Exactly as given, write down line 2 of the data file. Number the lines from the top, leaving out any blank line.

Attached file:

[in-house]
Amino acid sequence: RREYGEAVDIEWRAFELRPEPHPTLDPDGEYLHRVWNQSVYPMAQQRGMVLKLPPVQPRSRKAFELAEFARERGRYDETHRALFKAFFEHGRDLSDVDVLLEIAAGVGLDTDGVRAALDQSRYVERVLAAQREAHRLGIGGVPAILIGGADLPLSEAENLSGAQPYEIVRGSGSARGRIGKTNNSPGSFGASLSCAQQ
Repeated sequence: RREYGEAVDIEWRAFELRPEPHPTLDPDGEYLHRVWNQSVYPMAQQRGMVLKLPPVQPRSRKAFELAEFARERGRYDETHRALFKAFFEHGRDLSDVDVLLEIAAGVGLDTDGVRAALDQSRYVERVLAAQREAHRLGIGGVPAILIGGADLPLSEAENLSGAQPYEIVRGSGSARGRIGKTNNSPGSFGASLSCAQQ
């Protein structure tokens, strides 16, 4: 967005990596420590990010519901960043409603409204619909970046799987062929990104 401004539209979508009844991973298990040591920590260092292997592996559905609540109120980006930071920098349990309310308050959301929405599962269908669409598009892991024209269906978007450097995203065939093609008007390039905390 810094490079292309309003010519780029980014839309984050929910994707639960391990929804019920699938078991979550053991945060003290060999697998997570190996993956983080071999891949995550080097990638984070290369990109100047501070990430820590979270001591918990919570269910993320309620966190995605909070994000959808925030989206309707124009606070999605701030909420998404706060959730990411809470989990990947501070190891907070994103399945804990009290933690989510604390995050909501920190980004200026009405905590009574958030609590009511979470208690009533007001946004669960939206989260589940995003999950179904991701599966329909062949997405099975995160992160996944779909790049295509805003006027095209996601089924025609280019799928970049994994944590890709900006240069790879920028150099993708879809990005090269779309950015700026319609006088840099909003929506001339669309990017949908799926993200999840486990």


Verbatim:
Amino acid sequence: RREYGEAVDIEWRAFELRPEPHPTLDPDGEYLHRVWNQSVYPMAQQRGMVLKLPPVQPRSRKAFELAEFARERGRYDETHRALFKAFFEHGRDLSDVDVLLEIAAGVGLDTDGVRAALDQSRYVERVLAAQREAHRLGIGGVPAILIGGADLPLSEAENLSGAQPYEIVRGSGSARGRIGKTNNSPGSFGASLSCAQQ